Not one to simply bitch and run, I'd gladly speak with whomever oversees the site on what could be done with it so that it serves the community better.
jake on 2004.07.14 at 05:48 pm
The NYTimes raises this question and doesn’t realize it’s not a correct comparison. Simply because Amazon makes it easier to buy used books does not make it like ‘stealing music’. Buying a used copy of 1984 is not the same as using a copier to make a perfect duplicate of it.
…There aren’t any easy answers, especially as no one is breaking any laws here. – Lorraine Shanley
Astoundingly Kathryn Blough, the vice president for the Association of American Publishers, actually brought up the whole grey area debate for the stagnation of sales of new books.
But Ms. Blough said the new-book market could be weak for several reasons, including a slow economy and a sharp increase in other media vying for the book reader’s attention.
All I keep going back to in my head is libraries. I used to get told an awful lot to save my money and check out a book I wanted to read.
Whether I’m a library or an individual I can remove from my posession a book I bought because I own it. Whether that be by giving it away, selling it, or throwing it in the trash.
For some more thoughts…
- Publishing Companies Discovering That The Market Can Change
- Repeat After Me: A Book is a Book
- The Impact of Used Books
Posted in: Books · Technology
jake on 2004.06.13 at 03:30 am
I was just reminded of these books while cleaning some junk out of my parents basement. I saw all “The Great Brain” books lined up. I used to love these stories when I was a kid. I bought and read the whole series.
Apparently a family is going around and trying to locate and document the real places integrated into the books.
From: Boing Boing
jake on 2004.04.16 at 01:53 pm
After Brian asked me what the heck was going on I started looking around for info on that "game." I traced it back to a Livejournal post. But after it the second post, the content changed, from Page 18 - Line 4, to Page 23 - Line 5.
It's a Meme. From what I just read, it can be changed like when you're playing Porno Password, which might explain Elkins decision to change it. It sifted down through a bunch of people, of course, this is all text so it doesn't get skewed like just telling someone would, and got here.
So since I don't remember where I saw it first, and I'd hate to ruin the fun, I'll just say that Andy told me.
jake on 2004.04.16 at 12:08 pm
No one “told me to do this” as I keep seeing other authors say. I just noticed them all doing it, and after trying it came up with an interesting result, so I thought I’d share. The instructions are…
- Grab the nearest book
- Open the book at page 23
- Find the fifth sentence
- Post the text of the sentence along with these instructions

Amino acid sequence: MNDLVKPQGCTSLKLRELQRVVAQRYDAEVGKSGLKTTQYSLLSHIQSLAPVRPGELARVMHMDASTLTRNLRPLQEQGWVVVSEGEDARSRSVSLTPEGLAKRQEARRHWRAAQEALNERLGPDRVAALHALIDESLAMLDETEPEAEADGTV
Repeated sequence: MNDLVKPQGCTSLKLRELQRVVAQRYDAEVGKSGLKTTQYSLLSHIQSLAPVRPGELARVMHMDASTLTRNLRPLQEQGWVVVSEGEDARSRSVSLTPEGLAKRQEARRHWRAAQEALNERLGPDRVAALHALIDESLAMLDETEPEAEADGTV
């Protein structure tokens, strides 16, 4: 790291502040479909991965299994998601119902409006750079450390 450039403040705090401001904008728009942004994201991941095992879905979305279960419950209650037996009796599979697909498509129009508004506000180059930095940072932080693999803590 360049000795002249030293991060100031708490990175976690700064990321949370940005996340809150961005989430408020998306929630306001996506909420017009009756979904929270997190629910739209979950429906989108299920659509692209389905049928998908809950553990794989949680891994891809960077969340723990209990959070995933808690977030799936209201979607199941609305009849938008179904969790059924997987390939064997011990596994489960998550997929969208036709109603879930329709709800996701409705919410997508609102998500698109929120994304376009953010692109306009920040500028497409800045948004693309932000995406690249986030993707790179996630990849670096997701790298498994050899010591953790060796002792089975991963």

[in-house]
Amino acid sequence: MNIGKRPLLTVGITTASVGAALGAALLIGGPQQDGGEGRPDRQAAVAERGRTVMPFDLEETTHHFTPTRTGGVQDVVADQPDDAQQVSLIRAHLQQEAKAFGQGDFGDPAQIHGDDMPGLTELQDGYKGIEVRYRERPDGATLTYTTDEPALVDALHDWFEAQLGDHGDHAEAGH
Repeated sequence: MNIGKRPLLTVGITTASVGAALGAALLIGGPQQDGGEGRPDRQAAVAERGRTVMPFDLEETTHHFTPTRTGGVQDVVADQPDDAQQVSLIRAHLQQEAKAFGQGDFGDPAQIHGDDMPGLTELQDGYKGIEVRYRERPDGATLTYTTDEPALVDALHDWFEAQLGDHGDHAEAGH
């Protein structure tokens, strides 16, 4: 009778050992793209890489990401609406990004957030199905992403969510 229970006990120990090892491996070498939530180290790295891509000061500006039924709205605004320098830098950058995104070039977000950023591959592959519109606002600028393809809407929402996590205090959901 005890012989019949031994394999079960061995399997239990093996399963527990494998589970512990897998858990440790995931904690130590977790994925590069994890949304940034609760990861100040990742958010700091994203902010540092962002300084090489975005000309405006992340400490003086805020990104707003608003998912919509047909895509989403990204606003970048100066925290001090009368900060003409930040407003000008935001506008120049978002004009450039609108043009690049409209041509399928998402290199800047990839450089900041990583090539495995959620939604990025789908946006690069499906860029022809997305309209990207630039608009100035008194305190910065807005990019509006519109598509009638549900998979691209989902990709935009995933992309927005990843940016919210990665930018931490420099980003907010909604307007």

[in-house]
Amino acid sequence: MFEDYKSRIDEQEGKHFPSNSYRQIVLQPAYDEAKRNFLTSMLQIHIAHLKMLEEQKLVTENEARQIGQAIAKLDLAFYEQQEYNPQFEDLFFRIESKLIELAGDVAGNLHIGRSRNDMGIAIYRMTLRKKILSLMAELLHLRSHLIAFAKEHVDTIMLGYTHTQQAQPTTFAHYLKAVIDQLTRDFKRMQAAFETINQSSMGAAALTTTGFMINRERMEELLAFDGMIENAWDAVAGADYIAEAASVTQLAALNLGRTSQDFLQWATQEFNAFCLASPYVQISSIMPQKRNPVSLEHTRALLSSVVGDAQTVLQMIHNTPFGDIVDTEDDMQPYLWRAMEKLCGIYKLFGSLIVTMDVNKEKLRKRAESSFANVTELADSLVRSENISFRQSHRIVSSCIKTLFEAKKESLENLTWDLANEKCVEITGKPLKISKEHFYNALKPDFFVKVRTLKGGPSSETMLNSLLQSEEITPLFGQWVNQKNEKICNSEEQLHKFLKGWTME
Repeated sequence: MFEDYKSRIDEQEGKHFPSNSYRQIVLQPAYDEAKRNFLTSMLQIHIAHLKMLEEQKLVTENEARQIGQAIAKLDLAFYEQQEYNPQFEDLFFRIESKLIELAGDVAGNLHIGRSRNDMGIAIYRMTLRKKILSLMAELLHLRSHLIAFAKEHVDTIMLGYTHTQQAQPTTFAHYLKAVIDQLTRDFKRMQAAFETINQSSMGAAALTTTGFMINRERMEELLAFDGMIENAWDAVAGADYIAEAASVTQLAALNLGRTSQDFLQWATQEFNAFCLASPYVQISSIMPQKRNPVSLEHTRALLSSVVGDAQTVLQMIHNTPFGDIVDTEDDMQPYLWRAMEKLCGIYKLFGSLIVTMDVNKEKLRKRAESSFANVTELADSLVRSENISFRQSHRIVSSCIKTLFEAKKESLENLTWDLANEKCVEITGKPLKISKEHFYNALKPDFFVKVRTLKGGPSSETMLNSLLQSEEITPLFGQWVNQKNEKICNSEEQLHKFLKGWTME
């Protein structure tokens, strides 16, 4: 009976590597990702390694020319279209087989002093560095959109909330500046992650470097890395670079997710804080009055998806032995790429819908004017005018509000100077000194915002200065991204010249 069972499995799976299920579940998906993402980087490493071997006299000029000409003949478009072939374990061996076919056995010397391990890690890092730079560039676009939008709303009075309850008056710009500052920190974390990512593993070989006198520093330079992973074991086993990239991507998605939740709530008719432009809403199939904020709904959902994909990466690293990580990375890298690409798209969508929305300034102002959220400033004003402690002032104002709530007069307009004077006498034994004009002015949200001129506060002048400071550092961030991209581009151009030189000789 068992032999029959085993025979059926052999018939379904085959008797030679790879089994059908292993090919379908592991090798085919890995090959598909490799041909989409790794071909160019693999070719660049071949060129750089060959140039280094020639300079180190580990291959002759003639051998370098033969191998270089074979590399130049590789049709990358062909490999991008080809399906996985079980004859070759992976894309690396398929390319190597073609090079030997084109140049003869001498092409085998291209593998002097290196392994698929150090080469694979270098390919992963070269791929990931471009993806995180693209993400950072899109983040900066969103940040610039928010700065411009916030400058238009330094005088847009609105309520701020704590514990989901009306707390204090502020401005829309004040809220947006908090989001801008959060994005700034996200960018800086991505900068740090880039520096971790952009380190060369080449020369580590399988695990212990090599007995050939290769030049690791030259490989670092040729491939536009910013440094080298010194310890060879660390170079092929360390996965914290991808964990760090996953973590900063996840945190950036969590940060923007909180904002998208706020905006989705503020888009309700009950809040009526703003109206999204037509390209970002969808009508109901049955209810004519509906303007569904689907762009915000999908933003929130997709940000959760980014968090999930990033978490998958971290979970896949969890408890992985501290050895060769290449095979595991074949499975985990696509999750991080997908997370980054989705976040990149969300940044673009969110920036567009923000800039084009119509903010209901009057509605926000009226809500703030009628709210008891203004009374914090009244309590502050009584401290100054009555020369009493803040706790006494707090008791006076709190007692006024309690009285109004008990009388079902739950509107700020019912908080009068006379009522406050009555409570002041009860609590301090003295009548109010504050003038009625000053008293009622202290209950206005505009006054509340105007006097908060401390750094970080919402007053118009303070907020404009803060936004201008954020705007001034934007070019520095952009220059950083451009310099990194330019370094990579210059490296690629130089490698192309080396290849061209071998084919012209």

If all else fails, tell the truth…
This is from Stark by Ben Elton. I borrowed this from my distant cousins in Ireland. It’s a good book, I’m just having a hard time getting engrossed in it where I read for 6 hours straight and I’ve been trying to read it for almost a year.
Posted in: Books
jake on 2004.03.26 at 07:02 pm
I found out this great news from techdirt. A few years ago when employees complained of not having the time to read Suzanne Beecher started sending them a small portion of a book through email to inform them of good reads. It bloomed into a full scale company that works with libraries to get visitors interested in reading. This is a great story by itself. I’m keeping my fingers crossed it expands and major publishers don’t try and stop something that obviously helps them make money.
Posted in: Books · Service Announcement
jake on 2003.12.08 at 05:39 pm
A practical joker released a Japanese to English phrasebook book with incorrect translations. I read the article over at Yahoo!
"For instance, when the Japanese think they're asking 'Can you direct me to the rest room?' the book actually has them saying, 'Excuse me, may I caress your buttocks?'"
Cop: What's going on here then?
Hungarian: Ah. You have beautiful thighs.
Cop: (looks down at himself) WHAT?!?
Clerk: He hit me!
Hungarian: Drop your panties, Sir William; I cannot wait 'til lunchtime. (points at clerk)
Cop: RIGHT!!! (drags Hungarian away by the arm)
Hungarian: (indignantly) My nipples explode with delight!
jake on 2003.12.02 at 07:33 pm
This month't issue of Wired Magazine has an interesting article about Philip K. Dick. He is the brain behind a few of Hollywood movies like Minority Report and Blade Runner and the soon to be released Paycheck. Though Hollywood takes some liberties with their adaptations... I was reminded of this because I read the late writer has an official web site.
jake on 2003.07.10 at 05:39 pm
jake on 2003.06.18 at 05:28 pm
Boing Boing has a blurb about how in Canada they are printing the latest Harry Potter book on 100% recycled paper. While this is a very nice idea, more emphasis should be put on the publisher doing it. There is an entire movement to move production to be environment friendly.
Posted in: Books
brian on 2003.06.03 at 01:50 am
Bill Bryson has written a new book A Short History of Nearly Everything, trying to bring the history of science to the lay person. I’ve read two Bill Bryson books which I enjoyed immensely, Walk in the Woods, and I’m a Stranger Here Myself. I hope to get this one, as well. Here’s an interview he did with New Scientist about the new book.